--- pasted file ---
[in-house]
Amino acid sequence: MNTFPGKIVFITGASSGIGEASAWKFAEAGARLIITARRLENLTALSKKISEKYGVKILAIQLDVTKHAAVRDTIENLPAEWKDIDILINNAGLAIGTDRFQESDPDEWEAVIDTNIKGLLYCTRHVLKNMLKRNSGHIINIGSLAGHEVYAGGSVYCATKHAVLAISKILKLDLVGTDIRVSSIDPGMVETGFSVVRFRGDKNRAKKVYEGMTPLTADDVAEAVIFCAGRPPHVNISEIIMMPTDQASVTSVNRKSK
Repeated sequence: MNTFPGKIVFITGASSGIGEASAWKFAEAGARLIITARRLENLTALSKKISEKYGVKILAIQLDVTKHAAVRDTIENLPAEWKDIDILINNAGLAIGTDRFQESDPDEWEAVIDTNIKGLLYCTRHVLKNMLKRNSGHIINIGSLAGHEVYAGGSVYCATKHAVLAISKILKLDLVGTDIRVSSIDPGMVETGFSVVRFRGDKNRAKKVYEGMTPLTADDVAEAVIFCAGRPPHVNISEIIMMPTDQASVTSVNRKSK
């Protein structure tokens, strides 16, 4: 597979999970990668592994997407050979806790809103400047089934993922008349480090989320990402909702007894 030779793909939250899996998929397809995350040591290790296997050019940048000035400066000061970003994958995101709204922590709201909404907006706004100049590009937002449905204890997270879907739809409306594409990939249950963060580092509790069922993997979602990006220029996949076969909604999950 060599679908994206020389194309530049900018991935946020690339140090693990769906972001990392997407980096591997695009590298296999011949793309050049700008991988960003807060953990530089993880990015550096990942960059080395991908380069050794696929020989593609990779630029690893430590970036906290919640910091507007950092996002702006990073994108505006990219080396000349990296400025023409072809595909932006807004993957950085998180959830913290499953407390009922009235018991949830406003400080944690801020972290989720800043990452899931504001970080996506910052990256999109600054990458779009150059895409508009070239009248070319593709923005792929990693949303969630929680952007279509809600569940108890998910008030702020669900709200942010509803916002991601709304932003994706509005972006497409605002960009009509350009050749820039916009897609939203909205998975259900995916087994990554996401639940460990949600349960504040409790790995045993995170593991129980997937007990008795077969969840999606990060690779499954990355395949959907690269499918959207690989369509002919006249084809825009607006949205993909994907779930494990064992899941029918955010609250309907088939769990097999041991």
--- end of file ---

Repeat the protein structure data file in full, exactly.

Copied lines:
[in-house]
Amino acid sequence: MNTFPGKIVFITGASSGIGEASAWKFAEAGARLIITARRLENLTALSKKISEKYGVKILAIQLDVTKHAAVRDTIENLPAEWKDIDILINNAGLAIGTDRFQESDPDEWEAVIDTNIKGLLYCTRHVLKNMLKRNSGHIINIGSLAGHEVYAGGSVYCATKHAVLAISKILKLDLVGTDIRVSSIDPGMVETGFSVVRFRGDKNRAKKVYEGMTPLTADDVAEAVIFCAGRPPHVNISEIIMMPTDQASVTSVNRKSK
Repeated sequence: MNTFPGKIVFITGASSGIGEASAWKFAEAGARLIITARRLENLTALSKKISEKYGVKILAIQLDVTKHAAVRDTIENLPAEWKDIDILINNAGLAIGTDRFQESDPDEWEAVIDTNIKGLLYCTRHVLKNMLKRNSGHIINIGSLAGHEVYAGGSVYCATKHAVLAISKILKLDLVGTDIRVSSIDPGMVETGFSVVRFRGDKNRAKKVYEGMTPLTADDVAEAVIFCAGRPPHVNISEIIMMPTDQASVTSVNRKSK
């Protein structure tokens, strides 16, 4: 597979999970990668592994997407050979806790809103400047089934993922008349480090989320990402909702007894 030779793909939250899996998929397809995350040591290790296997050019940048000035400066000061970003994958995101709204922590709201909404907006706004100049590009937002449905204890997270879907739809409306594409990939249950963060580092509790069922993997979602990006220029996949076969909604999950 060599679908994206020389194309530049900018991935946020690339140090693990769906972001990392997407980096591997695009590298296999011949793309050049700008991988960003807060953990530089993880990015550096990942960059080395991908380069050794696929020989593609990779630029690893430590970036906290919640910091507007950092996002702006990073994108505006990219080396000349990296400025023409072809595909932006807004993957950085998180959830913290499953407390009922009235018991949830406003400080944690801020972290989720800043990452899931504001970080996506910052990256999109600054990458779009150059895409508009070239009248070319593709923005792929990693949303969630929680952007279509809600569940108890998910008030702020669900709200942010509803916002991601709304932003994706509005972006497409605002960009009509350009050749820039916009897609939203909205998975259900995916087994990554996401639940460990949600349960504040409790790995045993995170593991129980997937007990008795077969969840999606990060690779499954990355395949959907690269499918959207690989369509002919006249084809825009607006949205993909994907779930494990064992899941029918955010609250309907088939769990097999041991």